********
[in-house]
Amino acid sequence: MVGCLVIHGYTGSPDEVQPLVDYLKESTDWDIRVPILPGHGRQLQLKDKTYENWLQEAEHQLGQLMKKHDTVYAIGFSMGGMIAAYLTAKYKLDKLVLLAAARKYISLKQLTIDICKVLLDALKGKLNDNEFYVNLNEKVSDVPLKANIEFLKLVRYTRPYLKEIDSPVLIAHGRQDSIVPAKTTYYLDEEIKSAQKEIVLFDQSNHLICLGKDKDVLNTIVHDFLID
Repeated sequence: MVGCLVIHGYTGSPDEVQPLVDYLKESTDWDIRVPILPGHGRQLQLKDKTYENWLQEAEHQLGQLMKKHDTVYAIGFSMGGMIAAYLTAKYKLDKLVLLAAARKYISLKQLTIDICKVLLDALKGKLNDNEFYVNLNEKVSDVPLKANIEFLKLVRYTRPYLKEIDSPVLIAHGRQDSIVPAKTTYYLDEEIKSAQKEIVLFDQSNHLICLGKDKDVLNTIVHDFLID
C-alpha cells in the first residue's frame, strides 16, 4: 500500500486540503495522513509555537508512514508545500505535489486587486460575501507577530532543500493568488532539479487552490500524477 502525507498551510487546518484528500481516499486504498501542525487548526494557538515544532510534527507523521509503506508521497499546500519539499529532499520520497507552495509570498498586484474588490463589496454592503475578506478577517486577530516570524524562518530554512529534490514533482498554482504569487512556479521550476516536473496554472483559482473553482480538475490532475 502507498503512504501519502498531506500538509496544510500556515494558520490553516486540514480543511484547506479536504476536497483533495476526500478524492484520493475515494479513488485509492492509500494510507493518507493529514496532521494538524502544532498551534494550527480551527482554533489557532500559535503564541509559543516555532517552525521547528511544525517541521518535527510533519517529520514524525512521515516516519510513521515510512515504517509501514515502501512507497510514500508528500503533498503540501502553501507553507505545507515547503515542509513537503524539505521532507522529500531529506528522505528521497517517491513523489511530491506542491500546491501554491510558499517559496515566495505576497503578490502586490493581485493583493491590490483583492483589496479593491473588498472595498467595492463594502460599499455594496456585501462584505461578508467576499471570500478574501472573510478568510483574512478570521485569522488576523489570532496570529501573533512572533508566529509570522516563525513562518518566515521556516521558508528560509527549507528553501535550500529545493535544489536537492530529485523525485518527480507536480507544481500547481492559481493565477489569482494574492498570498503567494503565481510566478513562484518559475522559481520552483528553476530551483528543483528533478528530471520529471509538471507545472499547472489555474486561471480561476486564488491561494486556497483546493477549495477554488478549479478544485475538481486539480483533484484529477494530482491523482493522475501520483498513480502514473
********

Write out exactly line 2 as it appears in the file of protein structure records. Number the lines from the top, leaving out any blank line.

Amino acid sequence: MVGCLVIHGYTGSPDEVQPLVDYLKESTDWDIRVPILPGHGRQLQLKDKTYENWLQEAEHQLGQLMKKHDTVYAIGFSMGGMIAAYLTAKYKLDKLVLLAAARKYISLKQLTIDICKVLLDALKGKLNDNEFYVNLNEKVSDVPLKANIEFLKLVRYTRPYLKEIDSPVLIAHGRQDSIVPAKTTYYLDEEIKSAQKEIVLFDQSNHLICLGKDKDVLNTIVHDFLID